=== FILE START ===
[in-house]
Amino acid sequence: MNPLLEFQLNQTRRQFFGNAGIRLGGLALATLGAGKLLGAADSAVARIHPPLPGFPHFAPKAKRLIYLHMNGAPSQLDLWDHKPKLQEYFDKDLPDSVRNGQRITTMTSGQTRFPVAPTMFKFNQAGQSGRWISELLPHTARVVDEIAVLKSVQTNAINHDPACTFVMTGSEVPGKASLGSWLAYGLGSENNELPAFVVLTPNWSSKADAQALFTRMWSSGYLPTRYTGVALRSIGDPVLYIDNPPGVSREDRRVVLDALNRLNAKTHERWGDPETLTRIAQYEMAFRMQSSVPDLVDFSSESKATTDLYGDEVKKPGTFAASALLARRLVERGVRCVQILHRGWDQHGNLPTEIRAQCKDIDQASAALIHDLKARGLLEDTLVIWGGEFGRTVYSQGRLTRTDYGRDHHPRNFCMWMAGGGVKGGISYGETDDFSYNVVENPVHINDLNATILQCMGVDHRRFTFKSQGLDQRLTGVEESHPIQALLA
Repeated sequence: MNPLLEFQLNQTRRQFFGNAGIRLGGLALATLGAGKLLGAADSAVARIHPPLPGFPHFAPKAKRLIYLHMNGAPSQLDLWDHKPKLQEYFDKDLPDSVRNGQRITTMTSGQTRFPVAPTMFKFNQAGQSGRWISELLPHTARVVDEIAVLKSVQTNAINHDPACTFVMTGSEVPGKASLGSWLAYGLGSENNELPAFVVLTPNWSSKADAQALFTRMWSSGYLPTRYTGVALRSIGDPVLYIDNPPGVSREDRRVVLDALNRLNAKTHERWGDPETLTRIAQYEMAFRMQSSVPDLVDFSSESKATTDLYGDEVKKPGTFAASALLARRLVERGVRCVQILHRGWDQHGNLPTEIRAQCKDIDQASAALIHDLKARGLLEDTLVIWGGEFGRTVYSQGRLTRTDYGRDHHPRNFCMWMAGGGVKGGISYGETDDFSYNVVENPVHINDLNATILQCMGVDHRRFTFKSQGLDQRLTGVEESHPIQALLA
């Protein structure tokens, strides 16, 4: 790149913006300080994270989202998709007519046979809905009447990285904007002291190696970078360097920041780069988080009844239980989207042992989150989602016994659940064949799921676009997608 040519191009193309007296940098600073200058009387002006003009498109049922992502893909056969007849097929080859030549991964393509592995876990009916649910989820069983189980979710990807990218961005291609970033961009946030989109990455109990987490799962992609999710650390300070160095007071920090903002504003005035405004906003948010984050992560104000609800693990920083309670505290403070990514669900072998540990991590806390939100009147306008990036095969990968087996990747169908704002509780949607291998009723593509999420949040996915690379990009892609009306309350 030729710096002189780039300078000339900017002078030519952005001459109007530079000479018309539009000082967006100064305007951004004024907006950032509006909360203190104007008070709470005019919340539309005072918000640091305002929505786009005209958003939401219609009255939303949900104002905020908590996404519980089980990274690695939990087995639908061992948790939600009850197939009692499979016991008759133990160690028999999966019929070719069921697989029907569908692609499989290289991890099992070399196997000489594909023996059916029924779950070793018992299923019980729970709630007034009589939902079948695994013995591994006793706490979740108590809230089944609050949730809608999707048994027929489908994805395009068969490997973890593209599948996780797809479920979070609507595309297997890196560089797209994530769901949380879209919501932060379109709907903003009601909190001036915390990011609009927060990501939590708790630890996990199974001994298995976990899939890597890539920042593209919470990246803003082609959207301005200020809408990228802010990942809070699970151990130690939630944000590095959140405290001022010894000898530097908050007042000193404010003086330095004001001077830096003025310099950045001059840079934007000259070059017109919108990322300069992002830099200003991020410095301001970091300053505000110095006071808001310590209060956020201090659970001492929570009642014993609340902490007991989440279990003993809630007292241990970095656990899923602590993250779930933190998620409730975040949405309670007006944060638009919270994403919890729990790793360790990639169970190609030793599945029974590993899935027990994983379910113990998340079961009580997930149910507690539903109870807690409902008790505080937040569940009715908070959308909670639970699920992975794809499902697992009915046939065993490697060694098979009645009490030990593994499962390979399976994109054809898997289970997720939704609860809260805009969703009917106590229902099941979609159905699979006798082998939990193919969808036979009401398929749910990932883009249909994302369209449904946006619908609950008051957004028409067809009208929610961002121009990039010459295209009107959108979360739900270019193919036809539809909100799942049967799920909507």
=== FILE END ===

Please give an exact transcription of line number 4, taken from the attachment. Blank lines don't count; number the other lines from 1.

């Protein structure tokens, strides 16, 4: 790149913006300080994270989202998709007519046979809905009447990285904007002291190696970078360097920041780069988080009844239980989207042992989150989602016994659940064949799921676009997608 040519191009193309007296940098600073200058009387002006003009498109049922992502893909056969007849097929080859030549991964393509592995876990009916649910989820069983189980979710990807990218961005291609970033961009946030989109990455109990987490799962992609999710650390300070160095007071920090903002504003005035405004906003948010984050992560104000609800693990920083309670505290403070990514669900072998540990991590806390939100009147306008990036095969990968087996990747169908704002509780949607291998009723593509999420949040996915690379990009892609009306309350 030729710096002189780039300078000339900017002078030519952005001459109007530079000479018309539009000082967006100064305007951004004024907006950032509006909360203190104007008070709470005019919340539309005072918000640091305002929505786009005209958003939401219609009255939303949900104002905020908590996404519980089980990274690695939990087995639908061992948790939600009850197939009692499979016991008759133990160690028999999966019929070719069921697989029907569908692609499989290289991890099992070399196997000489594909023996059916029924779950070793018992299923019980729970709630007034009589939902079948695994013995591994006793706490979740108590809230089944609050949730809608999707048994027929489908994805395009068969490997973890593209599948996780797809479920979070609507595309297997890196560089797209994530769901949380879209919501932060379109709907903003009601909190001036915390990011609009927060990501939590708790630890996990199974001994298995976990899939890597890539920042593209919470990246803003082609959207301005200020809408990228802010990942809070699970151990130690939630944000590095959140405290001022010894000898530097908050007042000193404010003086330095004001001077830096003025310099950045001059840079934007000259070059017109919108990322300069992002830099200003991020410095301001970091300053505000110095006071808001310590209060956020201090659970001492929570009642014993609340902490007991989440279990003993809630007292241990970095656990899923602590993250779930933190998620409730975040949405309670007006944060638009919270994403919890729990790793360790990639169970190609030793599945029974590993899935027990994983379910113990998340079961009580997930149910507690539903109870807690409902008790505080937040569940009715908070959308909670639970699920992975794809499902697992009915046939065993490697060694098979009645009490030990593994499962390979399976994109054809898997289970997720939704609860809260805009969703009917106590229902099941979609159905699979006798082998939990193919969808036979009401398929749910990932883009249909994302369209449904946006619908609950008051957004028409067809009208929610961002121009990039010459295209009107959108979360739900270019193919036809539809909100799942049967799920909507």